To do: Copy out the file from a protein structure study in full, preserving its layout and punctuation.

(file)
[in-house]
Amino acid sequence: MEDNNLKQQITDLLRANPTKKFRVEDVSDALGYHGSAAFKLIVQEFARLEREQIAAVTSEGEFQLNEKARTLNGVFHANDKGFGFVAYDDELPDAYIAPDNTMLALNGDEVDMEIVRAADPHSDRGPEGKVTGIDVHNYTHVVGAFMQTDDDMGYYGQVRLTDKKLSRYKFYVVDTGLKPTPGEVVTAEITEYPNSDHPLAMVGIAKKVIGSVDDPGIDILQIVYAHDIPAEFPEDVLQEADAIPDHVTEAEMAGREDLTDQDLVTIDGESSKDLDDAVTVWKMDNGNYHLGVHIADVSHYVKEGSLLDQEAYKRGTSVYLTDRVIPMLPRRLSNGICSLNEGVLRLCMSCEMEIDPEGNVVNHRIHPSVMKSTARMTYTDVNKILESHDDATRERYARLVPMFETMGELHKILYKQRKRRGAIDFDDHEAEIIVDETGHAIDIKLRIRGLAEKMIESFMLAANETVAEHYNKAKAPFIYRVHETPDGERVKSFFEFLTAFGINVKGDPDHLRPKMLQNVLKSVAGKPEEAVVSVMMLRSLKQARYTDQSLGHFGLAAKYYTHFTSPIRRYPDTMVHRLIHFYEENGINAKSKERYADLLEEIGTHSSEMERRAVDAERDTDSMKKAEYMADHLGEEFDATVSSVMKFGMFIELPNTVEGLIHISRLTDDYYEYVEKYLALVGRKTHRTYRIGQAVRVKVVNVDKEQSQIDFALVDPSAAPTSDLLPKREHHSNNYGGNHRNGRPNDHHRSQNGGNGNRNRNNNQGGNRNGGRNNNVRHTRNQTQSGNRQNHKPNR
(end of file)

[in-house]
Amino acid sequence: MEDNNLKQQITDLLRANPTKKFRVEDVSDALGYHGSAAFKLIVQEFARLEREQIAAVTSEGEFQLNEKARTLNGVFHANDKGFGFVAYDDELPDAYIAPDNTMLALNGDEVDMEIVRAADPHSDRGPEGKVTGIDVHNYTHVVGAFMQTDDDMGYYGQVRLTDKKLSRYKFYVVDTGLKPTPGEVVTAEITEYPNSDHPLAMVGIAKKVIGSVDDPGIDILQIVYAHDIPAEFPEDVLQEADAIPDHVTEAEMAGREDLTDQDLVTIDGESSKDLDDAVTVWKMDNGNYHLGVHIADVSHYVKEGSLLDQEAYKRGTSVYLTDRVIPMLPRRLSNGICSLNEGVLRLCMSCEMEIDPEGNVVNHRIHPSVMKSTARMTYTDVNKILESHDDATRERYARLVPMFETMGELHKILYKQRKRRGAIDFDDHEAEIIVDETGHAIDIKLRIRGLAEKMIESFMLAANETVAEHYNKAKAPFIYRVHETPDGERVKSFFEFLTAFGINVKGDPDHLRPKMLQNVLKSVAGKPEEAVVSVMMLRSLKQARYTDQSLGHFGLAAKYYTHFTSPIRRYPDTMVHRLIHFYEENGINAKSKERYADLLEEIGTHSSEMERRAVDAERDTDSMKKAEYMADHLGEEFDATVSSVMKFGMFIELPNTVEGLIHISRLTDDYYEYVEKYLALVGRKTHRTYRIGQAVRVKVVNVDKEQSQIDFALVDPSAAPTSDLLPKREHHSNNYGGNHRNGRPNDHHRSQNGGNGNRNRNNNQGGNRNGGRNNNVRHTRNQTQSGNRQNHKPNR